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Nothing like waking up from a good afternoon nap in time to catch the last rays of light before dinner time. They say that lions (Panthera leo) are notoriously lazy animals, sleeping between 16 and 20 hours, mostly during the day, every day. This is an energy saving trait. They are nocturnal creatures that hunt most actively during the night. Lions living in woodland habitats, where there is greater cover, are known to hunt more frequently during the day. This lioness awoke from her slumber and took a good stretch before strolling off quietly, taking care not to wake up the ‘old man’ next to her.
(Canon EOS 5D Mark III/EF70-200mm IS USM + 1.4x; 1/400 sec; f/5.6; ISO 800; 222mm)

Picture ©2014 Andrew Field – Simply Wild Photography

Photography Quotes
Irving Penn is an American photographer who was best known for his fashion photography, portraits, and modernist still life work. His career included work at Vogue the renowned fashion magazine. He is attributed with the quote:

“A good photograph is one that communicates a fact, touches the heart and leaves the viewer a changed person for having seen it. It is, in a word, effective.”

This image, and others of your selection, can be acquired from the author printed on fine art canvas of photographic paper for wall mounting.
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Stuck in darkest Africa, lost in the wild and loving it! Don’t let me out of here…

Hippopotamus Observations

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A hippopotamus (Hippopotamus amphibius – Shona: Mvuu; Ndebele: Mvubu) peaks its head up from a pool and gives the photographer the ‘beady’ eye during the fading light. These beasts are stirring before moving onto land to feed nocturnally during the night.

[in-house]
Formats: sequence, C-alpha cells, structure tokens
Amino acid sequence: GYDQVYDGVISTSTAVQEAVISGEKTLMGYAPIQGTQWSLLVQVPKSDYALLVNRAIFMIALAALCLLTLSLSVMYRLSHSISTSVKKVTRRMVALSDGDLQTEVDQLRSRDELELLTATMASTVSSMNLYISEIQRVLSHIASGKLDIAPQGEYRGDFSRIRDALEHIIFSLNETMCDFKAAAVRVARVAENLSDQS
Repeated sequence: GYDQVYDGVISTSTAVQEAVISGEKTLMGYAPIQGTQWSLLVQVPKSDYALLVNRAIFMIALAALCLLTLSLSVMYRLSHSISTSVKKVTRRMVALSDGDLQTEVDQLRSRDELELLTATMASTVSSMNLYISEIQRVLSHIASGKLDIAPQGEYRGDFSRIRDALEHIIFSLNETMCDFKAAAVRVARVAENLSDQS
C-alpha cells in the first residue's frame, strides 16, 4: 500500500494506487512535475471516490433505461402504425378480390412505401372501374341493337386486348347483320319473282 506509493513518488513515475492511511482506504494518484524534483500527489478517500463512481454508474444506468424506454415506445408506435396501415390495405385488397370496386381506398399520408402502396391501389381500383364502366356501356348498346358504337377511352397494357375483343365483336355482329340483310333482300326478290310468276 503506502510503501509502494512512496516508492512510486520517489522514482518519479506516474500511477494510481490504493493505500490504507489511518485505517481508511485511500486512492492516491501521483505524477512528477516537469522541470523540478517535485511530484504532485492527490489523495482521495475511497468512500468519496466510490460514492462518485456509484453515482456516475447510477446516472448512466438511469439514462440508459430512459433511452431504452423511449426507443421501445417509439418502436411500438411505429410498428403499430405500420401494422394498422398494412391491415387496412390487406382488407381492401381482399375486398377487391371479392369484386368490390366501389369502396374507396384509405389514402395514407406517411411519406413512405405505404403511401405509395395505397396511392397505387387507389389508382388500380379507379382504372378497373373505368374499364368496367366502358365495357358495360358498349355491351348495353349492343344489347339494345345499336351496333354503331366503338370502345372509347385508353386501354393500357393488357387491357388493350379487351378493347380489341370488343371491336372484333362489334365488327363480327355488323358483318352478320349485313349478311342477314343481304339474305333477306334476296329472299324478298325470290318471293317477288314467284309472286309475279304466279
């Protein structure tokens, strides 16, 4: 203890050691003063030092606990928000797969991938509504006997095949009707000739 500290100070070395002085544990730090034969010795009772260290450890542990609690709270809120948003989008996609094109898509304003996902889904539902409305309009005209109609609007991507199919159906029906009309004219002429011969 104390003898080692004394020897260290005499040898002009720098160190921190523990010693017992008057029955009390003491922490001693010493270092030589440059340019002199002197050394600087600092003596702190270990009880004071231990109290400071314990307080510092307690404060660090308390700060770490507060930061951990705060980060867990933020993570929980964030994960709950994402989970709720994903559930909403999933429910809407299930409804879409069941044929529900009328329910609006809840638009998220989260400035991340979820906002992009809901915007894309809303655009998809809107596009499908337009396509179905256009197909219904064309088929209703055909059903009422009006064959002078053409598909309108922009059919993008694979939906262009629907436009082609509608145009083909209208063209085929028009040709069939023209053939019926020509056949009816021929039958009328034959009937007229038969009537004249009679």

(Canon EOS 5D Mark III /EF200-400mm IS II USM EXT; 1/500 sec; f/5.6; ISO 5000; 560mm)

Picture ©2014 Andrew Field – Simply Wild Photography

Digital Wildlife Photographic Tips

Macro shots of insects are perhaps best shot with a macro lens with a higher aperture setting (longer depth of field) f/11 plus. Moving subjects will require faster shutter speeds of at least 1/500sec so Manual mode would be the preferred setting. Adjust ISO according to prevailing light. Slightly under-expose the image to achieve greater definition in the studio.

The Elusive Verreaux’s Eagle Owl

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The Verreaux’s Eagle-Owl (Bubo lacteus), a seldom-encountered bird, caught early one morning basking in the sun in Mopani forest near the Zambezi River. The owl is distinguishable by its black face border and the pink eyelids. This nocturnal, avian apex predator is found in much of Southern Africa, with possibly the exception of southern Namibia and the thick rain forest areas. It has a preference for drier savannah and semi desert habitats. Verreaux’s owls feed mostly on small mammals including young monkeys, ground squirrels, rats and mice. They breed as monogamous pairs and occupy stick constructed nests of other birds.
(Canon EOS 7D; f/4; 1/2000sec; ISO-500; 280mm)

Picture ©2013 Andrew Field – Simply Wild Photography

Digital Wildlife Photographic Tips
Wildlife photographers are often faced with image opportunities that have very bright and dark areas in the frame and they need to consider whether to over or under expose to catch the more important highlights of the shot. In assessing this, one needs to understand that darker tones have more image noise while at the other end of the scale the more brighter tones cannot be recorded (or are clipped i.e. are pure white and give the impression of burn out). Choose to under or over compensate your exposure. It is most important to check image histograms, adjust and take again, if you have time.